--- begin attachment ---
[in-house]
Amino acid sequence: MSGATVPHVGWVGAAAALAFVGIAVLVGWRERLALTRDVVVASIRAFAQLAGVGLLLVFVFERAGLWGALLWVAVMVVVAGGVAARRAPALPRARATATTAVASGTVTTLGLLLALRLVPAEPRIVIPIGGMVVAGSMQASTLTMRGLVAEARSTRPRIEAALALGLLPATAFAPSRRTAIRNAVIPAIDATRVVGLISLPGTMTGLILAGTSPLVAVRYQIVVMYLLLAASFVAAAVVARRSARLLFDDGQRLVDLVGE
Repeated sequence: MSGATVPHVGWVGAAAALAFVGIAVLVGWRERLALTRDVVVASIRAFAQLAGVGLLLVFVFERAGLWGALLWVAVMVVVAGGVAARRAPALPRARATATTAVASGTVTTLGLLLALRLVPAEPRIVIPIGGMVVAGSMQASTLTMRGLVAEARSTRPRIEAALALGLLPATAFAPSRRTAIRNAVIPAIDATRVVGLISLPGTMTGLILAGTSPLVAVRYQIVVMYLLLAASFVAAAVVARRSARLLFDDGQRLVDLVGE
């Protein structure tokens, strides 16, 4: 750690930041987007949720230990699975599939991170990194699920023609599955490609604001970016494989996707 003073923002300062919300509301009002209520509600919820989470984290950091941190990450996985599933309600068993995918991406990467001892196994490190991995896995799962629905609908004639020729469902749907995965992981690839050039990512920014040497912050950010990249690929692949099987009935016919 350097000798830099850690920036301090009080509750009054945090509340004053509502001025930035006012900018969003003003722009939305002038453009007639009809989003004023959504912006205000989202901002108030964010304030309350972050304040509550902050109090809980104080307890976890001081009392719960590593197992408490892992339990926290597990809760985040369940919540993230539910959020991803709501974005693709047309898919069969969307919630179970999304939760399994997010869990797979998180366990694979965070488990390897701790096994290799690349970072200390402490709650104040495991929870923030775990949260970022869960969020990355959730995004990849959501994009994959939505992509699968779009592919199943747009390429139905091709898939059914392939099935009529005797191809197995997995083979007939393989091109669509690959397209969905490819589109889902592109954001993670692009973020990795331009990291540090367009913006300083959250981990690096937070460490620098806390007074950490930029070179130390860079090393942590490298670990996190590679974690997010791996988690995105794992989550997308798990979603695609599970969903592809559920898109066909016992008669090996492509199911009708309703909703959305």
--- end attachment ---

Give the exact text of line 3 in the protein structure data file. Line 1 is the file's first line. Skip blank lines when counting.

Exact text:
Repeated sequence: MSGATVPHVGWVGAAAALAFVGIAVLVGWRERLALTRDVVVASIRAFAQLAGVGLLLVFVFERAGLWGALLWVAVMVVVAGGVAARRAPALPRARATATTAVASGTVTTLGLLLALRLVPAEPRIVIPIGGMVVAGSMQASTLTMRGLVAEARSTRPRIEAALALGLLPATAFAPSRRTAIRNAVIPAIDATRVVGLISLPGTMTGLILAGTSPLVAVRYQIVVMYLLLAASFVAAAVVARRSARLLFDDGQRLVDLVGE